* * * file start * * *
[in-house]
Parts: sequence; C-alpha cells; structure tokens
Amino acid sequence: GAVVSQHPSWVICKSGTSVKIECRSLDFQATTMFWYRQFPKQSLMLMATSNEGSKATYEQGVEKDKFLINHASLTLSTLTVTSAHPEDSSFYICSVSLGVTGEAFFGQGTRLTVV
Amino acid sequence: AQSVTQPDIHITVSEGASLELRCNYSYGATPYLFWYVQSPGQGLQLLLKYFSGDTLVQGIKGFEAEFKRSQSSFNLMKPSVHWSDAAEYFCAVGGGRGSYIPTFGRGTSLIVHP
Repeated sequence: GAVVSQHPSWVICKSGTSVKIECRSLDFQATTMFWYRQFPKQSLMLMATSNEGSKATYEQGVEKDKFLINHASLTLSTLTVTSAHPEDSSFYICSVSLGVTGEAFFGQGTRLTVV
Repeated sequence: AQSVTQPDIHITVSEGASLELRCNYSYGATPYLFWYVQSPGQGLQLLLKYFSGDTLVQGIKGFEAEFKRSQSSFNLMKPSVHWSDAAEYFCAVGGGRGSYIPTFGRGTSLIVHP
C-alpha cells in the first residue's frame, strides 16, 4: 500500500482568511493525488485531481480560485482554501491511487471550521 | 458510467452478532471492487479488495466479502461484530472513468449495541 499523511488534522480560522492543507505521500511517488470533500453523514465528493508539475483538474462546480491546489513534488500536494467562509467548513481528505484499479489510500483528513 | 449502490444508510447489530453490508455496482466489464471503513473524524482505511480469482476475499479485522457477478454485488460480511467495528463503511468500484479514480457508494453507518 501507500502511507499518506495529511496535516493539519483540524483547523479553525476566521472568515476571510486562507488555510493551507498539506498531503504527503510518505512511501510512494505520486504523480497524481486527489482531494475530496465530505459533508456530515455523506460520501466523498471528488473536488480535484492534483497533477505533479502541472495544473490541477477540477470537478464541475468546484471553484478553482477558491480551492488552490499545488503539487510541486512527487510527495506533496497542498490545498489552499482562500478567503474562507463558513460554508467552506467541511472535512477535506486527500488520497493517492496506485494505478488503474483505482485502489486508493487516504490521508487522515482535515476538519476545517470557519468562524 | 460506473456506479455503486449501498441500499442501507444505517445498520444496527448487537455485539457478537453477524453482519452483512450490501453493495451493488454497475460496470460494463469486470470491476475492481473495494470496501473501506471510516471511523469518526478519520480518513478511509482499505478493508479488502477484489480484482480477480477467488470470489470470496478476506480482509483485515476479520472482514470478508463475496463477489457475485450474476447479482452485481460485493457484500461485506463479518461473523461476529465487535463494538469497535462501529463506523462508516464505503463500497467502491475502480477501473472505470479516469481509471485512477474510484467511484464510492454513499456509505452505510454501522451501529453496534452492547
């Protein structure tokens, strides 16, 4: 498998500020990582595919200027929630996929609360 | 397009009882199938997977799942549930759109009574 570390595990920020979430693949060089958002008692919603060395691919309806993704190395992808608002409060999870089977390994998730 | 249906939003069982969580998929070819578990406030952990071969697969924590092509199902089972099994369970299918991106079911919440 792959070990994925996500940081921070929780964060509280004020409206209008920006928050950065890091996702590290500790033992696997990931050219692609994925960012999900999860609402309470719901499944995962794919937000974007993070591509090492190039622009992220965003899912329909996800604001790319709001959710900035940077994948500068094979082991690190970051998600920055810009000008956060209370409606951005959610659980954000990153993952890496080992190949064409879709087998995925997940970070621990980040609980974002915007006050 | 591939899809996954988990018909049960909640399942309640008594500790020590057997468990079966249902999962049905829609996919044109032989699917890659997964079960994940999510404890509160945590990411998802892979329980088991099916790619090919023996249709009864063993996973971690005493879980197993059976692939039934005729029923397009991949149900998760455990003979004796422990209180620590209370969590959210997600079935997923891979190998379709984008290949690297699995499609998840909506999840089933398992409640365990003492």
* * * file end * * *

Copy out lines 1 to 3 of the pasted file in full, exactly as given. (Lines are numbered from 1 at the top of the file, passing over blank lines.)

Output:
[in-house]
Parts: sequence; C-alpha cells; structure tokens
Amino acid sequence: GAVVSQHPSWVICKSGTSVKIECRSLDFQATTMFWYRQFPKQSLMLMATSNEGSKATYEQGVEKDKFLINHASLTLSTLTVTSAHPEDSSFYICSVSLGVTGEAFFGQGTRLTVV